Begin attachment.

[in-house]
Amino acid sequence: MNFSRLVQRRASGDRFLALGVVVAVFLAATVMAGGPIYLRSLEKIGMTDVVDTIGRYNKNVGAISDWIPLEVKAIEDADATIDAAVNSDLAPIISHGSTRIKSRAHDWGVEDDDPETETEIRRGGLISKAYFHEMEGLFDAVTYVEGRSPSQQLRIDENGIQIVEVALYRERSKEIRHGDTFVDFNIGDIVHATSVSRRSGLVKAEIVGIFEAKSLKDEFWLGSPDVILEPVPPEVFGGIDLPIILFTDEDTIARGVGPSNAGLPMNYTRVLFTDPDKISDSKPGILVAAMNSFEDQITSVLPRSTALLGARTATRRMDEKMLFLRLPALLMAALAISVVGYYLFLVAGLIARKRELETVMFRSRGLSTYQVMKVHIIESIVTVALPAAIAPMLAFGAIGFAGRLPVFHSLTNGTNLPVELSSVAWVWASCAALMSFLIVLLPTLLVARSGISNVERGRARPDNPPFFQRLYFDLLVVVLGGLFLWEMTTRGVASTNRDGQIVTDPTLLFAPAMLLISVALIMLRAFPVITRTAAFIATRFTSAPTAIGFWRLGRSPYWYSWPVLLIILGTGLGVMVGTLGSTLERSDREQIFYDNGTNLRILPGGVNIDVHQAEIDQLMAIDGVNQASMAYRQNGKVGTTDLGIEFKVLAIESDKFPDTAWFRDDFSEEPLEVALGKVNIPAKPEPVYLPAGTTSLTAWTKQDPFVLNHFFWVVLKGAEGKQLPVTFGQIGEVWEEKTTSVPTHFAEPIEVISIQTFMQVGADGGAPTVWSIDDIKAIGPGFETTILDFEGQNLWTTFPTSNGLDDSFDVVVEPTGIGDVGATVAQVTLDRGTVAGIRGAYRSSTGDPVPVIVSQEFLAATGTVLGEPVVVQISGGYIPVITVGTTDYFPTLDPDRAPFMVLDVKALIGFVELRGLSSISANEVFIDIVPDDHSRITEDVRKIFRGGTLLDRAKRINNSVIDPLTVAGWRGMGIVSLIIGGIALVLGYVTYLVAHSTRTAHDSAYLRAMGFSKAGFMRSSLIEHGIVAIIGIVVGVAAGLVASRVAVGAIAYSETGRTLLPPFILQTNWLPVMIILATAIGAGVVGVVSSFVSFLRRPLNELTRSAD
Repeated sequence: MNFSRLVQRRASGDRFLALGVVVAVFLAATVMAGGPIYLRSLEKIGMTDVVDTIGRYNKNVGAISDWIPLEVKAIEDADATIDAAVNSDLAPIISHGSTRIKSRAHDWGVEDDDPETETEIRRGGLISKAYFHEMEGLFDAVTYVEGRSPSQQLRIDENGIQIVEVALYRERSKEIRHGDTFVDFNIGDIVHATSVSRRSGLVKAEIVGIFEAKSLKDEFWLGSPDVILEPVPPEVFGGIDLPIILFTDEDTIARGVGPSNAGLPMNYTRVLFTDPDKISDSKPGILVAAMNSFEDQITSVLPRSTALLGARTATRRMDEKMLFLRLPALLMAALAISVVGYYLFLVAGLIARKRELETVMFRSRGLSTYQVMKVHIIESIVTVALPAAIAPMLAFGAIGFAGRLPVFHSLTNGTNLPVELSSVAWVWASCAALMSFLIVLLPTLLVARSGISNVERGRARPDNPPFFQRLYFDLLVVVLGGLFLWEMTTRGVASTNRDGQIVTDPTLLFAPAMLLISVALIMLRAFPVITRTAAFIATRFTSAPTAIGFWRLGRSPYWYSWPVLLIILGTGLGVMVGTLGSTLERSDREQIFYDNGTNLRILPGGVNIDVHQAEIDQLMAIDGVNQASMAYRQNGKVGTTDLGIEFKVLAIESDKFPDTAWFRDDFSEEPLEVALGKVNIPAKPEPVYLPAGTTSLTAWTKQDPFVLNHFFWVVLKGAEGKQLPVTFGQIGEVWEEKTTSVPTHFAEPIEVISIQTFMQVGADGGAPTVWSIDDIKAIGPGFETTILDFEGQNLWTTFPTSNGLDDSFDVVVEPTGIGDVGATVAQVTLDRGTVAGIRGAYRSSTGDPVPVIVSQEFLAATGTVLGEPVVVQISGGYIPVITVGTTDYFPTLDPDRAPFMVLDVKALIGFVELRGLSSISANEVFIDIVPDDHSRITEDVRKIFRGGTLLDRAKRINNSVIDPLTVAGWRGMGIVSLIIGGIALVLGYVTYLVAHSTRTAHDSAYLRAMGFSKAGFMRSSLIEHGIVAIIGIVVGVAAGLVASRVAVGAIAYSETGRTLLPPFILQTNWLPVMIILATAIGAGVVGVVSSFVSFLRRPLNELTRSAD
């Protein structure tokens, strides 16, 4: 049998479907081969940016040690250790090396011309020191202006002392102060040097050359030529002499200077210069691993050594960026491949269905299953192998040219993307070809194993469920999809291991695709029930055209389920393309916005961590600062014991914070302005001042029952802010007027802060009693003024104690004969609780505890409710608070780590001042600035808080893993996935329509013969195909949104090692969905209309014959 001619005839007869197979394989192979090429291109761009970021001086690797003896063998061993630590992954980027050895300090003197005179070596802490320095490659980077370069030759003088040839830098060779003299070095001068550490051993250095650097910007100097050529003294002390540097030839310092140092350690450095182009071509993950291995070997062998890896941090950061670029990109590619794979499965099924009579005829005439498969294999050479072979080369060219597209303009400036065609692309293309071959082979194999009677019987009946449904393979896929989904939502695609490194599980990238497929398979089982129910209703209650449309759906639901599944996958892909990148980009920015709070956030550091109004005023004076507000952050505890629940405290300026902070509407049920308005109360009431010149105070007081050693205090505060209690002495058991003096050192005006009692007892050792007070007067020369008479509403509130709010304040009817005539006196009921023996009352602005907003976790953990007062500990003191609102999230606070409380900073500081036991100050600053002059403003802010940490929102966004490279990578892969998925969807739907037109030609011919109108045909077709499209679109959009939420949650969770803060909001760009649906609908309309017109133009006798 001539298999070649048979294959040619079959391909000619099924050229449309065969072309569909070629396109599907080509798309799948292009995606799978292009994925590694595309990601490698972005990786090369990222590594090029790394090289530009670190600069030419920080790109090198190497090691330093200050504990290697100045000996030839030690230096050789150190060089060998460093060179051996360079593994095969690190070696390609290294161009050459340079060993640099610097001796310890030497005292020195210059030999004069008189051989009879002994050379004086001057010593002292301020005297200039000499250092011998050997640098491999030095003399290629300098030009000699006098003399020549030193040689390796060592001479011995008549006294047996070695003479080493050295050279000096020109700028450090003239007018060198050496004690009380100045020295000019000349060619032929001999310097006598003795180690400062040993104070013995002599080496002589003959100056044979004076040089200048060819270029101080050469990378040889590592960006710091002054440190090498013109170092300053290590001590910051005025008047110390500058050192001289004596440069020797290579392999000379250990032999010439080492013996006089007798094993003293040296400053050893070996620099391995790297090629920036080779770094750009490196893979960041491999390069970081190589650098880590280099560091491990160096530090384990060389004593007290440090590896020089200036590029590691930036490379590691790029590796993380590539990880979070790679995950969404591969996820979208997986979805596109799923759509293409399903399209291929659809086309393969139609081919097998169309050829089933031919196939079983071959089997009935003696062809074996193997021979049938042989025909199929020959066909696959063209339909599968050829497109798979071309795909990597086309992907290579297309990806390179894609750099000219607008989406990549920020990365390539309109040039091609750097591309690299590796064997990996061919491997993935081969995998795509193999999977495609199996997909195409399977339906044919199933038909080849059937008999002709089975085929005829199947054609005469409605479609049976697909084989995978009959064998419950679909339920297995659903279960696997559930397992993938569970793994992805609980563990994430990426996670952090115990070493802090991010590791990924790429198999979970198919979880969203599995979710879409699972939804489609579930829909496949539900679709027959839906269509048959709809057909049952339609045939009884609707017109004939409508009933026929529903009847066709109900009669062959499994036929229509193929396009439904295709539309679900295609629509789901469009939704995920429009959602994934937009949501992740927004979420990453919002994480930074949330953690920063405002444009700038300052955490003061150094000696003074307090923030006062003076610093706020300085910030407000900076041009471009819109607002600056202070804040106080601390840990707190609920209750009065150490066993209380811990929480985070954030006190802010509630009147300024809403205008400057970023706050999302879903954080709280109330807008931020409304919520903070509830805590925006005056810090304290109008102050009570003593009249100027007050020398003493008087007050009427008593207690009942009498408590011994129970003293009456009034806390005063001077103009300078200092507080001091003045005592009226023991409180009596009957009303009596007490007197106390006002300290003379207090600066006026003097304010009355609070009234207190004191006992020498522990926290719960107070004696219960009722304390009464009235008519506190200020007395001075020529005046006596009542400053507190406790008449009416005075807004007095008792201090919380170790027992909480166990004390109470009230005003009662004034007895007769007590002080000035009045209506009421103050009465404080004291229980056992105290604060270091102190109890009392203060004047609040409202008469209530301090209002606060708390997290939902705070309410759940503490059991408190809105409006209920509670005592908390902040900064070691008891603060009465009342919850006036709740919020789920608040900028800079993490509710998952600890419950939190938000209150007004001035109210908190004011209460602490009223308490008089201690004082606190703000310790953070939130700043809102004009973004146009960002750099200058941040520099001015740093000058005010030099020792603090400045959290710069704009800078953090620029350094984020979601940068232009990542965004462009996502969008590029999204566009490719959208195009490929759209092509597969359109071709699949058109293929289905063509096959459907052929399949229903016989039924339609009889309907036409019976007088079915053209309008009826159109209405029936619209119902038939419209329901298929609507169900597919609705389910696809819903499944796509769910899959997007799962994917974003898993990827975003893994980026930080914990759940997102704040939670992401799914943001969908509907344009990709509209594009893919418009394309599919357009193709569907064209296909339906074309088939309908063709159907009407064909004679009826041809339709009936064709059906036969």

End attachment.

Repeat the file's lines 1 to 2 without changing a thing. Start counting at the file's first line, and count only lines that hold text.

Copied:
[in-house]
Amino acid sequence: MNFSRLVQRRASGDRFLALGVVVAVFLAATVMAGGPIYLRSLEKIGMTDVVDTIGRYNKNVGAISDWIPLEVKAIEDADATIDAAVNSDLAPIISHGSTRIKSRAHDWGVEDDDPETETEIRRGGLISKAYFHEMEGLFDAVTYVEGRSPSQQLRIDENGIQIVEVALYRERSKEIRHGDTFVDFNIGDIVHATSVSRRSGLVKAEIVGIFEAKSLKDEFWLGSPDVILEPVPPEVFGGIDLPIILFTDEDTIARGVGPSNAGLPMNYTRVLFTDPDKISDSKPGILVAAMNSFEDQITSVLPRSTALLGARTATRRMDEKMLFLRLPALLMAALAISVVGYYLFLVAGLIARKRELETVMFRSRGLSTYQVMKVHIIESIVTVALPAAIAPMLAFGAIGFAGRLPVFHSLTNGTNLPVELSSVAWVWASCAALMSFLIVLLPTLLVARSGISNVERGRARPDNPPFFQRLYFDLLVVVLGGLFLWEMTTRGVASTNRDGQIVTDPTLLFAPAMLLISVALIMLRAFPVITRTAAFIATRFTSAPTAIGFWRLGRSPYWYSWPVLLIILGTGLGVMVGTLGSTLERSDREQIFYDNGTNLRILPGGVNIDVHQAEIDQLMAIDGVNQASMAYRQNGKVGTTDLGIEFKVLAIESDKFPDTAWFRDDFSEEPLEVALGKVNIPAKPEPVYLPAGTTSLTAWTKQDPFVLNHFFWVVLKGAEGKQLPVTFGQIGEVWEEKTTSVPTHFAEPIEVISIQTFMQVGADGGAPTVWSIDDIKAIGPGFETTILDFEGQNLWTTFPTSNGLDDSFDVVVEPTGIGDVGATVAQVTLDRGTVAGIRGAYRSSTGDPVPVIVSQEFLAATGTVLGEPVVVQISGGYIPVITVGTTDYFPTLDPDRAPFMVLDVKALIGFVELRGLSSISANEVFIDIVPDDHSRITEDVRKIFRGGTLLDRAKRINNSVIDPLTVAGWRGMGIVSLIIGGIALVLGYVTYLVAHSTRTAHDSAYLRAMGFSKAGFMRSSLIEHGIVAIIGIVVGVAAGLVASRVAVGAIAYSETGRTLLPPFILQTNWLPVMIILATAIGAGVVGVVSSFVSFLRRPLNELTRSAD